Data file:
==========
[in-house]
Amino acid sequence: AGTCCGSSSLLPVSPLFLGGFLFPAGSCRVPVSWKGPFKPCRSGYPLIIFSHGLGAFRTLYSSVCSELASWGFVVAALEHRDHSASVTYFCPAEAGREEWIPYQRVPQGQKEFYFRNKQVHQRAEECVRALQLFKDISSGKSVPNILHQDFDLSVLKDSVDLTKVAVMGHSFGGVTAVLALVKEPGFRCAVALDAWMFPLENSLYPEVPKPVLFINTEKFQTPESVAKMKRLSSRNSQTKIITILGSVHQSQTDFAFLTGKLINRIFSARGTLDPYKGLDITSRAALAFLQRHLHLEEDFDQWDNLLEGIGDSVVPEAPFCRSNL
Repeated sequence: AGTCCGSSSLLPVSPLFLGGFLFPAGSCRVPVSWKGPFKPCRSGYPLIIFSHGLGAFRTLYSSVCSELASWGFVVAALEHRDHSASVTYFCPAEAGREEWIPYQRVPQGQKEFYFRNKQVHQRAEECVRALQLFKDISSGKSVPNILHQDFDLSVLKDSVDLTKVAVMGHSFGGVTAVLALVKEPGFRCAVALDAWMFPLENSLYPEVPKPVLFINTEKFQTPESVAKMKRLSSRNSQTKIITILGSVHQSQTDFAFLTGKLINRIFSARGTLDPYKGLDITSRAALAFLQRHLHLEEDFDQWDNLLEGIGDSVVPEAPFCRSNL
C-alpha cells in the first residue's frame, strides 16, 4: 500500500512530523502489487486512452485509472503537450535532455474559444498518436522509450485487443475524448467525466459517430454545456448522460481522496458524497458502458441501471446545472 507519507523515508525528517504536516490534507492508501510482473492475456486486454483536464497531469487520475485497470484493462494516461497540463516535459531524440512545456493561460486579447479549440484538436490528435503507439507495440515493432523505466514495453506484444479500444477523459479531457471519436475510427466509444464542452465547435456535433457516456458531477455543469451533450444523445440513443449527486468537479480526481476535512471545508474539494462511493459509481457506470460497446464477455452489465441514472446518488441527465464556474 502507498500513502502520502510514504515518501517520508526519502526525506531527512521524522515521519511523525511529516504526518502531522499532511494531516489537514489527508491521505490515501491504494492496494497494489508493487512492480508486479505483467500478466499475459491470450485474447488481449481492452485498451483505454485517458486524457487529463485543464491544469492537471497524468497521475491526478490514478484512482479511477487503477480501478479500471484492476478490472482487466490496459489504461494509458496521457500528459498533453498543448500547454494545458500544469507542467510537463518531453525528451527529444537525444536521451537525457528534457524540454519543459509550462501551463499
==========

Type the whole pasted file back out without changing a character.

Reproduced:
[in-house]
Amino acid sequence: AGTCCGSSSLLPVSPLFLGGFLFPAGSCRVPVSWKGPFKPCRSGYPLIIFSHGLGAFRTLYSSVCSELASWGFVVAALEHRDHSASVTYFCPAEAGREEWIPYQRVPQGQKEFYFRNKQVHQRAEECVRALQLFKDISSGKSVPNILHQDFDLSVLKDSVDLTKVAVMGHSFGGVTAVLALVKEPGFRCAVALDAWMFPLENSLYPEVPKPVLFINTEKFQTPESVAKMKRLSSRNSQTKIITILGSVHQSQTDFAFLTGKLINRIFSARGTLDPYKGLDITSRAALAFLQRHLHLEEDFDQWDNLLEGIGDSVVPEAPFCRSNL
Repeated sequence: AGTCCGSSSLLPVSPLFLGGFLFPAGSCRVPVSWKGPFKPCRSGYPLIIFSHGLGAFRTLYSSVCSELASWGFVVAALEHRDHSASVTYFCPAEAGREEWIPYQRVPQGQKEFYFRNKQVHQRAEECVRALQLFKDISSGKSVPNILHQDFDLSVLKDSVDLTKVAVMGHSFGGVTAVLALVKEPGFRCAVALDAWMFPLENSLYPEVPKPVLFINTEKFQTPESVAKMKRLSSRNSQTKIITILGSVHQSQTDFAFLTGKLINRIFSARGTLDPYKGLDITSRAALAFLQRHLHLEEDFDQWDNLLEGIGDSVVPEAPFCRSNL
C-alpha cells in the first residue's frame, strides 16, 4: 500500500512530523502489487486512452485509472503537450535532455474559444498518436522509450485487443475524448467525466459517430454545456448522460481522496458524497458502458441501471446545472 507519507523515508525528517504536516490534507492508501510482473492475456486486454483536464497531469487520475485497470484493462494516461497540463516535459531524440512545456493561460486579447479549440484538436490528435503507439507495440515493432523505466514495453506484444479500444477523459479531457471519436475510427466509444464542452465547435456535433457516456458531477455543469451533450444523445440513443449527486468537479480526481476535512471545508474539494462511493459509481457506470460497446464477455452489465441514472446518488441527465464556474 502507498500513502502520502510514504515518501517520508526519502526525506531527512521524522515521519511523525511529516504526518502531522499532511494531516489537514489527508491521505490515501491504494492496494497494489508493487512492480508486479505483467500478466499475459491470450485474447488481449481492452485498451483505454485517458486524457487529463485543464491544469492537471497524468497521475491526478490514478484512482479511477487503477480501478479500471484492476478490472482487466490496459489504461494509458496521457500528459498533453498543448500547454494545458500544469507542467510537463518531453525528451527529444537525444536521451537525457528534457524540454519543459509550462501551463499